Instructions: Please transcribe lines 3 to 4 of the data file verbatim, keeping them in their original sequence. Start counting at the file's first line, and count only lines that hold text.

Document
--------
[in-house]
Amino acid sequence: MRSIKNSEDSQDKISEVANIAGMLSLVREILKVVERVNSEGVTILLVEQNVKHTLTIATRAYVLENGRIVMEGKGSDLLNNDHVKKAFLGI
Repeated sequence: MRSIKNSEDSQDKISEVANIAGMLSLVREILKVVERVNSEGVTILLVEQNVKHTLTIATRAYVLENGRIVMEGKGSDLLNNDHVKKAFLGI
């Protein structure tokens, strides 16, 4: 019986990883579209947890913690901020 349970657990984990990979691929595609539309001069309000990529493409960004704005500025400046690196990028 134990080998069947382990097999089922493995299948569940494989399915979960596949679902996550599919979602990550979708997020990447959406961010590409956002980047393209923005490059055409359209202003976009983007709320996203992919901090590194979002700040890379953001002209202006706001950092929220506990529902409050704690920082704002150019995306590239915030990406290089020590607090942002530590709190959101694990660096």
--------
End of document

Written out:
Repeated sequence: MRSIKNSEDSQDKISEVANIAGMLSLVREILKVVERVNSEGVTILLVEQNVKHTLTIATRAYVLENGRIVMEGKGSDLLNNDHVKKAFLGI
């Protein structure tokens, strides 16, 4: 019986990883579209947890913690901020 349970657990984990990979691929595609539309001069309000990529493409960004704005500025400046690196990028 134990080998069947382990097999089922493995299948569940494989399915979960596949679902996550599919979602990550979708997020990447959406961010590409956002980047393209923005490059055409359209202003976009983007709320996203992919901090590194979002700040890379953001002209202006706001950092929220506990529902409050704690920082704002150019995306590239915030990406290089020590607090942002530590709190959101694990660096």